Why the UK tax year begins on April 6 (it’s a very strange tale)

You have to go back to medieval times

Jane Frecknall-Hughes
Wednesday 06 April 2016 14:10 BST

You might think, logically, that the beginning of the tax year would coincide with the calendar year – and in some countries it does. In the UK, however, the scramble to get your affairs in order comes to its conclusion on April 5, with the new tax year starting on April 6. To understand the reason for this apparently random date, you have to go back to medieval times.

In England and Ireland, the New Year used to start on March 25, also known as “Lady Day” in commemoration of the angel Gabriel’s announcement to the Virgin Mary that she would become the mother of Jesus Christ. Along with Midsummer on June 24, Michaelmas on September 29, and Christmas Day on December 25, Lady Day was one of the four most important days in the religious calendar. All accounts, including debts and rents, had to be settled by these so-called “quarter days”, and Lady Day was the first, gradually becoming regarded as the start of the financial year (although the precise reason for this remains unknown).

The move forward to April 6 results from changes to the calendar and the actual number of days in various years. Until 1582, Europe had used the Julian calendar established by Julius Caesar. Under the Julian calendar, the year had 11 months of 30 or 31 days, with one month, February, consisting usually of 28 days but with 29 every fourth or “leap” year. This had worked well for centuries, but because it did not align exactly with the solar calendar (the time it takes for the Earth to move round the sun), over time problems developed.

Playing catch-up

The Julian year was only 11½ minutes longer than a solar year, but by the late 1500s, this had all added up and the Julian calendar was some ten days adrift from the solar calendar. The Roman Catholic church was especially concerned because the celebration of Easter had been gradually getting later than when it had been celebrated by the early church.

And so in October 1582 Pope Gregory XIII instituted a change (to the “Gregorian” calendar) to solve the problem: three leap days were omitted every 400 years by the authority of a papal bull known as “Inter Gravissimas”. While Europe adopted the Gregorian calendar, however, England, with its history of conflict with the Roman Catholic church, did not (nor did Russia), and continued with the Julian calendar.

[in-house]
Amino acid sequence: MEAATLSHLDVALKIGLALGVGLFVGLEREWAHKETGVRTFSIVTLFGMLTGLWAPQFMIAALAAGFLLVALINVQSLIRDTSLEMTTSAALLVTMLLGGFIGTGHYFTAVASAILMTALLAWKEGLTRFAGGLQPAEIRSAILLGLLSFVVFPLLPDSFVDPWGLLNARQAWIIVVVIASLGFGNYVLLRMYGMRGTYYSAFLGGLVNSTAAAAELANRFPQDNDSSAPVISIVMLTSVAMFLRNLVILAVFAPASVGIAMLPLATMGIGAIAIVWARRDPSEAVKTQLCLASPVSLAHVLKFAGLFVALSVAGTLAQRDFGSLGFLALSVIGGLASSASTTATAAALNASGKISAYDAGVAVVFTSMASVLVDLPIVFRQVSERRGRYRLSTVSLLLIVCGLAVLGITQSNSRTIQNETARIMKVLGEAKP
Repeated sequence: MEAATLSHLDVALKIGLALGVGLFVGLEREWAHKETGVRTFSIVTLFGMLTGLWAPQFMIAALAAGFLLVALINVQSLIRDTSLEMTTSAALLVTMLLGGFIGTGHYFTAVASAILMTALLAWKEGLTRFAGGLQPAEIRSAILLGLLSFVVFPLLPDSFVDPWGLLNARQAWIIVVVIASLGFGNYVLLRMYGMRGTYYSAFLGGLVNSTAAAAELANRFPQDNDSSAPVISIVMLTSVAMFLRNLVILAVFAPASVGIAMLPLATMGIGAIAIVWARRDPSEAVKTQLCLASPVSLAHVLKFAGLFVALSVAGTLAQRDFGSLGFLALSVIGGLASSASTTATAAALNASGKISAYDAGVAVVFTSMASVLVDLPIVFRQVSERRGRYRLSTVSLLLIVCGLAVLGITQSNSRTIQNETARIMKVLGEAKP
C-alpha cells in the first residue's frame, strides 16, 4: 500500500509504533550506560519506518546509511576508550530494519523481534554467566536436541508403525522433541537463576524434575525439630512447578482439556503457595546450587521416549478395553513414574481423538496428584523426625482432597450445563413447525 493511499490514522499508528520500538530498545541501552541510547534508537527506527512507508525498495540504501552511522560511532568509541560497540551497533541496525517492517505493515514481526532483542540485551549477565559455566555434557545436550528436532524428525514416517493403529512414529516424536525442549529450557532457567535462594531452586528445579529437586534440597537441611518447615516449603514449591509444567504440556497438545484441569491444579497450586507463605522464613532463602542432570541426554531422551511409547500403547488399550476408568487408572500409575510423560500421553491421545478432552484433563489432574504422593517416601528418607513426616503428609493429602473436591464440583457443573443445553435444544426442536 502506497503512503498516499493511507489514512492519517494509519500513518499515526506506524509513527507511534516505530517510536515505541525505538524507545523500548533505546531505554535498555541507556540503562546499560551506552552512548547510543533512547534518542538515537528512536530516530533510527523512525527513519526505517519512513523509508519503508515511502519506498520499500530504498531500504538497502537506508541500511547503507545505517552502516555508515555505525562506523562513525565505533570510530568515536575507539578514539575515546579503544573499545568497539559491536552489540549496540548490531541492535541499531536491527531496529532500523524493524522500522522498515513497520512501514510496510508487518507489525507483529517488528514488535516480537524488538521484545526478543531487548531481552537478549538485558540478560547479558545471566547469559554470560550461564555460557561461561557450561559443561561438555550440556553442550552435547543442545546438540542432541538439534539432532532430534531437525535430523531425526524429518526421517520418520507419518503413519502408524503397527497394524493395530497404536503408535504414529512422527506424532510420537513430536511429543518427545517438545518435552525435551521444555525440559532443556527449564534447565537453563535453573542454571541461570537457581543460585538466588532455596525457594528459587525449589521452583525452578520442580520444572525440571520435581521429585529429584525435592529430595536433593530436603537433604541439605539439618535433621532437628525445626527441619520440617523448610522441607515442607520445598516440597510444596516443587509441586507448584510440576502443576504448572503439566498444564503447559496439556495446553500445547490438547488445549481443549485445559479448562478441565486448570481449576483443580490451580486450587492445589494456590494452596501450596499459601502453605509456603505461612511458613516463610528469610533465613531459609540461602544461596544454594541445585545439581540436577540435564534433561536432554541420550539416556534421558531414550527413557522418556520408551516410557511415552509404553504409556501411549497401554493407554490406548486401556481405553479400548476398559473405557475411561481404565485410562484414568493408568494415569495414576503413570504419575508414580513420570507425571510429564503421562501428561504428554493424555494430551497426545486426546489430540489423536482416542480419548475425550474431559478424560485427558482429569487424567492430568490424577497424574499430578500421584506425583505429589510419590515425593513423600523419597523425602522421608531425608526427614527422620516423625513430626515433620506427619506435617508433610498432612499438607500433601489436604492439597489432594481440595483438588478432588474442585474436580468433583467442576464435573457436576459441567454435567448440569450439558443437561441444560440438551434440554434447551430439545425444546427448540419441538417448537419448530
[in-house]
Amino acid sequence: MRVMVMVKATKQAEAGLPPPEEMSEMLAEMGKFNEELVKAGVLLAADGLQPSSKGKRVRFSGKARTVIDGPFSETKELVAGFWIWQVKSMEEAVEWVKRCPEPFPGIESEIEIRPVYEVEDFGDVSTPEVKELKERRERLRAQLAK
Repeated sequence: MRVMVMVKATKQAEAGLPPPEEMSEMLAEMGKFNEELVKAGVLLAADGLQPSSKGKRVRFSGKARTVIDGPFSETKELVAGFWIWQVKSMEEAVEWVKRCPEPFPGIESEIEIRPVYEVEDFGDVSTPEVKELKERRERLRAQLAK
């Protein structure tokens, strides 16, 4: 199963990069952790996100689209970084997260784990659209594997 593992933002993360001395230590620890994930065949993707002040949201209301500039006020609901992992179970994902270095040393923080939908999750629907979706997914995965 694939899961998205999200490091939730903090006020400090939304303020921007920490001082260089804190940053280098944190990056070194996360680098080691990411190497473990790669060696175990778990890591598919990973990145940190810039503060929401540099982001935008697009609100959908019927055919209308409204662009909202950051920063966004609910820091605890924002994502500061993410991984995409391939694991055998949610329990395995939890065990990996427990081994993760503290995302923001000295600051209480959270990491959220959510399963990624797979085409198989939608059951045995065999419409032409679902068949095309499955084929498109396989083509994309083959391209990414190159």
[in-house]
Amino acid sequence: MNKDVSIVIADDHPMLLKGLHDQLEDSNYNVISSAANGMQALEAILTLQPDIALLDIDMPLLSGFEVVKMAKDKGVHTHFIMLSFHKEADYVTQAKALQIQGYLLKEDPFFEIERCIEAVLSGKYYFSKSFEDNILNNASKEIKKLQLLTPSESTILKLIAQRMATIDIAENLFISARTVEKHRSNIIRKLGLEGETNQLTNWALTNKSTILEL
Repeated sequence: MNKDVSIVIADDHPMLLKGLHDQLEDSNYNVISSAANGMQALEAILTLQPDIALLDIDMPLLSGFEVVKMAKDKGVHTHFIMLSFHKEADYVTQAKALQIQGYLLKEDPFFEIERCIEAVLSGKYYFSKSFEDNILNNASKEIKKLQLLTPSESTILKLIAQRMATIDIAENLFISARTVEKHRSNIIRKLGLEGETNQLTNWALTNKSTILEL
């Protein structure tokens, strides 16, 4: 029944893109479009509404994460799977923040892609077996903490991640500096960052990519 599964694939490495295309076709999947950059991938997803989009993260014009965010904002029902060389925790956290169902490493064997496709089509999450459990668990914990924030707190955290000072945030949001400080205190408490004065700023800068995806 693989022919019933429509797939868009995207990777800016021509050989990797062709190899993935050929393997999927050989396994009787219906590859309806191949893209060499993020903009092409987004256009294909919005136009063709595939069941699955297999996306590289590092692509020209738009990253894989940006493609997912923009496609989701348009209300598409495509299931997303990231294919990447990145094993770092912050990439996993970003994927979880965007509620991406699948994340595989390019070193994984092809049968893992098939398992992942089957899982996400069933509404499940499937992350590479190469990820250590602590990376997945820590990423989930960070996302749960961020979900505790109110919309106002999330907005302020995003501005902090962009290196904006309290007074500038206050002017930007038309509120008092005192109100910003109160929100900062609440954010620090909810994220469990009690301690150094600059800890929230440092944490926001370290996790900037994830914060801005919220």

By 1752, when it was 11 days out of alignment with the rest of Europe, England finally accepted that it would have to make a change. The decision was made to drop 11 days from the month of September to catch up, and so September 2 was followed by September 14 that year. To ensure that there was no loss of tax revenues, however, the Treasury extended the 1752 tax year by adding on the 11 days at the end. Consequently, the beginning of the 1753 tax year was moved to April 5.

In 1800 a further adjustment was made, shifting the start of the tax year forward by one more day to April 6, once again to mitigate for the differences between the Julian and Gregorian calendars. The year 1800 would have been a leap year under the Julian calendar system, but not the Gregorian one, so the Treasury treated 1800 as a leap year for purposes of taxation to get an extra day’s revenue. April 6 has remained the beginning of the tax year ever since, though it was only formalised in 1900. Although some countries, including the US, Canada, France and Germany, have adopted the calendar year as their tax year, the UK and others such as Australia have not.

Another oddity is the UK government’s own financial year, which runs from April 1 to the following March 31, and so does not coincide with the tax year, although 1 April to 31 March is also the fiscal year for corporation tax. The reason for this is less clear than why April 6 was adopted as the start of the tax year – and is perhaps a tale for another day.

Jane Frecknall-Hughes, Professor of Accounting and Taxation, University of Hull

This article was originally published on The Conversation. Read the original article.

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